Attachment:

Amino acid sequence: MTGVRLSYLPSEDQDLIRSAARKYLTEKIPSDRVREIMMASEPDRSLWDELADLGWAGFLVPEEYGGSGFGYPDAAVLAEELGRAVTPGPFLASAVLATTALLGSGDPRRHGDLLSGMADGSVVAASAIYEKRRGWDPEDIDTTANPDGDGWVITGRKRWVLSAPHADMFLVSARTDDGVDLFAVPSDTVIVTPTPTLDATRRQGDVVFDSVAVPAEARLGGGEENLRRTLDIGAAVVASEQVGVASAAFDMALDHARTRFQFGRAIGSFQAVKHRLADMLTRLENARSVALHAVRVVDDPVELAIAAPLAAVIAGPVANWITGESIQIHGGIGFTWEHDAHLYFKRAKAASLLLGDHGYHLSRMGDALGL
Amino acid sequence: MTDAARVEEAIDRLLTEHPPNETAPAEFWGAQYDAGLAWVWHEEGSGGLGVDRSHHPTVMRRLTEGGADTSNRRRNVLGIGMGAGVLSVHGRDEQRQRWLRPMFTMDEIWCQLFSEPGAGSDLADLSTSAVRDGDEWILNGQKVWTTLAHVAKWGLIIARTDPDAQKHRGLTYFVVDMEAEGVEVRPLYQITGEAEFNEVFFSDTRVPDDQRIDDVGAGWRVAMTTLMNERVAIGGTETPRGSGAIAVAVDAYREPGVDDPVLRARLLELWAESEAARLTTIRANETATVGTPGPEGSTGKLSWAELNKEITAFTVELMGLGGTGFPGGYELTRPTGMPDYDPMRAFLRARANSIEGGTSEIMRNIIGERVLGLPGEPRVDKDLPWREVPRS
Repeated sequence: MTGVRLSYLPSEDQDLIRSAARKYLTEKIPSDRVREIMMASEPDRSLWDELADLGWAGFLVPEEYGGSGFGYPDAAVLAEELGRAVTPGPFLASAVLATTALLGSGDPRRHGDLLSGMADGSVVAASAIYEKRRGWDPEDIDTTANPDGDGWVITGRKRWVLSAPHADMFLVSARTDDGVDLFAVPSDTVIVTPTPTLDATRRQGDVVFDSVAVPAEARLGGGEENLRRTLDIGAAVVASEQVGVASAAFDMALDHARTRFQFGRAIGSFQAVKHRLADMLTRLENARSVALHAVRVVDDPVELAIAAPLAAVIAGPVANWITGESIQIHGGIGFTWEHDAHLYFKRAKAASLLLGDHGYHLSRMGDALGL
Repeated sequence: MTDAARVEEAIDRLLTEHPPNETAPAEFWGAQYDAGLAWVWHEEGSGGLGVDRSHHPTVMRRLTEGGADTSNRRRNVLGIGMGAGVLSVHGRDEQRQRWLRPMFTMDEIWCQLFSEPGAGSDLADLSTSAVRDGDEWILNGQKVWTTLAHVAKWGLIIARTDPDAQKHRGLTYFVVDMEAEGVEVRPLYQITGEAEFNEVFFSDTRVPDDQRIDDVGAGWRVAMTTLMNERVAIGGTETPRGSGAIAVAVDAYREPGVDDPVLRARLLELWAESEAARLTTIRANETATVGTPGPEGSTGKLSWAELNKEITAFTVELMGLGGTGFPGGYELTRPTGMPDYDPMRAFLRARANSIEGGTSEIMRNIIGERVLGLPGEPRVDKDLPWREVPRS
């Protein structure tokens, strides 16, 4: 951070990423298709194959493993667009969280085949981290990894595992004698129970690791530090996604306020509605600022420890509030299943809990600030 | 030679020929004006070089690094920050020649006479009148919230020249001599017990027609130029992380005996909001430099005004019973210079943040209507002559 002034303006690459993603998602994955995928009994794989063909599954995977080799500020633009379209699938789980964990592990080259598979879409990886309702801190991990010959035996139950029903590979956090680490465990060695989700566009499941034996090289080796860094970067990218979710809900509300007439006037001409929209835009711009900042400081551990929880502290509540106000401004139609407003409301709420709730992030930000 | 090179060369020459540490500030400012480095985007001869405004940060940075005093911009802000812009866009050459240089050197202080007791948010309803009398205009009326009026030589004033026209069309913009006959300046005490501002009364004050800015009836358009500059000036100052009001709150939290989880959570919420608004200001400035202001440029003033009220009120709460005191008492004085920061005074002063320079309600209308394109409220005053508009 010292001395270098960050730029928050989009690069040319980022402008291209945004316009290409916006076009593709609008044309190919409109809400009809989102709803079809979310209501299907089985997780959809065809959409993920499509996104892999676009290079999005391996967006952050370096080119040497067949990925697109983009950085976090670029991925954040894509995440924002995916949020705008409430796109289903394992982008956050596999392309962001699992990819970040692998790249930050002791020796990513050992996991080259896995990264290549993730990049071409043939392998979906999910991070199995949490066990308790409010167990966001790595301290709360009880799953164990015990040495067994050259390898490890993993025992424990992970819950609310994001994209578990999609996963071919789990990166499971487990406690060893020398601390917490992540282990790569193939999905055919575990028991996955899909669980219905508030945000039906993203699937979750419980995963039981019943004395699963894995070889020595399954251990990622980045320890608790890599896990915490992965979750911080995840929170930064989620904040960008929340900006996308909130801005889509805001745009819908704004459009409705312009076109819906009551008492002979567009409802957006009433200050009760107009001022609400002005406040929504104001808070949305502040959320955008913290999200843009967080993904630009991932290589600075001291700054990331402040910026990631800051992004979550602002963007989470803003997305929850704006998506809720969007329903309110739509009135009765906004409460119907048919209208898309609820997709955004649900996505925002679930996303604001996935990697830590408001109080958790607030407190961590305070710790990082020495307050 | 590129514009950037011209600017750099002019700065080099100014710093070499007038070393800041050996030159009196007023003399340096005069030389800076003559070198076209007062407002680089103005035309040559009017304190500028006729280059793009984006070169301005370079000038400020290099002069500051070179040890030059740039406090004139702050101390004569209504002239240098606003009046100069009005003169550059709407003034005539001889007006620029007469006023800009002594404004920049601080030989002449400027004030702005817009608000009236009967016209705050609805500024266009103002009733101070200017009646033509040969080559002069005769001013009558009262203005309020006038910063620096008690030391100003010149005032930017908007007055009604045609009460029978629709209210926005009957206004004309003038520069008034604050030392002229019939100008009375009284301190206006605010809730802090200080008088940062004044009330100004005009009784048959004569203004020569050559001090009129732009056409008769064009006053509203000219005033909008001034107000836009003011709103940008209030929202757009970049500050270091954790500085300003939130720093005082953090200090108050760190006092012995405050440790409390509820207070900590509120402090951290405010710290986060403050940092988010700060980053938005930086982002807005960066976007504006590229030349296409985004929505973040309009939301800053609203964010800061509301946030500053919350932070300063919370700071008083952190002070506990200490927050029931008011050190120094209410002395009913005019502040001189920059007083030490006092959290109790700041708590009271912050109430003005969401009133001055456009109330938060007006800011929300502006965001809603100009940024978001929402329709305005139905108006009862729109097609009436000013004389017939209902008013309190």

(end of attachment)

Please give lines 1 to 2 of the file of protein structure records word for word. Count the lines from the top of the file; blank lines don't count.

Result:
Amino acid sequence: MTGVRLSYLPSEDQDLIRSAARKYLTEKIPSDRVREIMMASEPDRSLWDELADLGWAGFLVPEEYGGSGFGYPDAAVLAEELGRAVTPGPFLASAVLATTALLGSGDPRRHGDLLSGMADGSVVAASAIYEKRRGWDPEDIDTTANPDGDGWVITGRKRWVLSAPHADMFLVSARTDDGVDLFAVPSDTVIVTPTPTLDATRRQGDVVFDSVAVPAEARLGGGEENLRRTLDIGAAVVASEQVGVASAAFDMALDHARTRFQFGRAIGSFQAVKHRLADMLTRLENARSVALHAVRVVDDPVELAIAAPLAAVIAGPVANWITGESIQIHGGIGFTWEHDAHLYFKRAKAASLLLGDHGYHLSRMGDALGL
Amino acid sequence: MTDAARVEEAIDRLLTEHPPNETAPAEFWGAQYDAGLAWVWHEEGSGGLGVDRSHHPTVMRRLTEGGADTSNRRRNVLGIGMGAGVLSVHGRDEQRQRWLRPMFTMDEIWCQLFSEPGAGSDLADLSTSAVRDGDEWILNGQKVWTTLAHVAKWGLIIARTDPDAQKHRGLTYFVVDMEAEGVEVRPLYQITGEAEFNEVFFSDTRVPDDQRIDDVGAGWRVAMTTLMNERVAIGGTETPRGSGAIAVAVDAYREPGVDDPVLRARLLELWAESEAARLTTIRANETATVGTPGPEGSTGKLSWAELNKEITAFTVELMGLGGTGFPGGYELTRPTGMPDYDPMRAFLRARANSIEGGTSEIMRNIIGERVLGLPGEPRVDKDLPWREVPRS